Long Green Smile


“I'm Joe,” he said as he entered from the waiting room.

“Yes, I know. Please have a seat, Mr. Hatley. Would you like a drink? Coffee? Something a little harder, perhaps.”

“No, thank you. How did you know my name?”

The young, dark suited man stepped to his small bar and poured himself a cup of coffee, smiling as he drank it. “You'll forgive the obligatory offerings. I've apparently made it something of a habit. Beverage before business.”

“Again, how did you know my last name?” Joe repeated nervously.

The dark suited man smiled at his client as he spoke. It was the kind of smile that encompassed an entire face and was felt rather than seen. “I understand your apprehension. Robert called me last night and said that he recommended me to one of his friends. He told me your name, as well as a few other things about your dilemma. The rest I gathered myself.”

Upon that, Joe opted to sit on the plush sofa by the window rather than one of the seats in front of his host's desk. He wanted to feel more relaxed and comfortable with the business at hand. A couch seemed less formal, plus the large office window provided a grand view of all Manhattan.

“I've never been up this high in a building before. My building is only twelve stories. I bet the overhead is high around here,” Joe said in his weak attempt at small talk.

“Yes, it seems that leases are more outrageous the higher your floor is. They should be called leaches. But my expenses are covered without worry, I have more than enough clientele.”

The businessman took a seat behind his finely carved desk, sipping his coffee slowly.

“And what do I call you?” Joe asked, still a little edgy about what he was to transact that afternoon.

“Drake Vincent. Drake, Mr. Vincent, Mr. V, whatever is easiest on your tongue. I've never considered what people call me very important.”

“What else do you know about me? I mean, besides my name.”

“Quite a lot. Joseph Hatley, born in Oxmill, Texas on October 28, 1952. Graduated from Kingsville University, 1973. Joined RKA Foods Corporation, 1975. Left to start your own company, Nature-Born Juices, 1987. Divorced once. No kids. Might I add that if you indeed had a wife or kids that they'd be drinking Nature-Born Juice, because everyone else on the globe is. Including me. You've built quite the empire, Mr. Hatley.”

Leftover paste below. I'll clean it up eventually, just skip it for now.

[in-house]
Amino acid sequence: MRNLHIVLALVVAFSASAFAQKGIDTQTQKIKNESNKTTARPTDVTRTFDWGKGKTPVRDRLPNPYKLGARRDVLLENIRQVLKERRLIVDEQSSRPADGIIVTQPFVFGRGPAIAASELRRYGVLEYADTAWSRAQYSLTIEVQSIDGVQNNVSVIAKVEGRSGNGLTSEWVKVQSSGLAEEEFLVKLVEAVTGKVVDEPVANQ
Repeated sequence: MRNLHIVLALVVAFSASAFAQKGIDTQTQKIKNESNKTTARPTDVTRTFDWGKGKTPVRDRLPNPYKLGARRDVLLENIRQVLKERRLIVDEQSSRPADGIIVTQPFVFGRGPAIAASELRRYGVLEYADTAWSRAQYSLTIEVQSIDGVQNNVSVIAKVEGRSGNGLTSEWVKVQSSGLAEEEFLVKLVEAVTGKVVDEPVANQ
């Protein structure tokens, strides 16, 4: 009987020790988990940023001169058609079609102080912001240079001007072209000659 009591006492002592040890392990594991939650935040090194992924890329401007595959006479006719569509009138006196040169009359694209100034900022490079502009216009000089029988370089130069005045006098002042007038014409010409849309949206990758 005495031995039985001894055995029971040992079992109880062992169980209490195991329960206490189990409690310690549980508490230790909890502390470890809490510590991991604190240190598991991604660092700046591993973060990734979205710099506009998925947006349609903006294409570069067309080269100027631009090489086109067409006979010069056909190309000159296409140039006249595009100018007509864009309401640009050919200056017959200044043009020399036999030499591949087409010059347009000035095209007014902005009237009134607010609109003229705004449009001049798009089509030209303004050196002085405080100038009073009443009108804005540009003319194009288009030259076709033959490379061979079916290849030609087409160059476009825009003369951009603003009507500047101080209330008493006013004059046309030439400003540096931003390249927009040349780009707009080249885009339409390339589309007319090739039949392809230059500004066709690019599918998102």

“Creating empires isn't always a clear day. I assume you know about that.”

“You mean your silent partner that has not been very silent as of late?” Drake smiled his smile. “Yes, I know about that. My investigations are thorough. I know that you made your company grow from a basement operation to the household name it is today. I know that your partner, Mr. Mitchell, was an initial investor at first, but has become very greedy and manipulative. I also know, which you only suspect, that he intends to viciously take over nearly all of the stock, including your own. The notions of illegal dealings and forged documents are not beyond his willingness or ability. Without my help, you will most likely be on skid row or in jail by the year's end.”

“You know all this?” Joe said in a sweaty near-panic. “Are you sure? Or is this just speculation?”

“Don't forget who you're talking to, Mr. Hatley,” Drake said. “I make it a point to know everything. I'm never unsure, never guessing. But of all the things about my potential clients, the one thing I don't know right away is the service to be performed. Basically, Mr. Hatley, what exactly is it that you want from me?”

Joe couldn't answer immediately. In his heart, he knew what he wanted, he always knew. But he'd never expressed it in anything other than a thought. Though he had no intention of forgetting his agenda, he found it difficult to say the words. “I want Mr. Mitchell... out of the way.”

“Out of the way,” Drake laughed. “You mean you want him in an office farther from you than it is now? You want him to move to another state? You want wider aisles in your office building? What do you mean by 'out of the way'? I have to be sure I understand you correctly on this, it's very important.”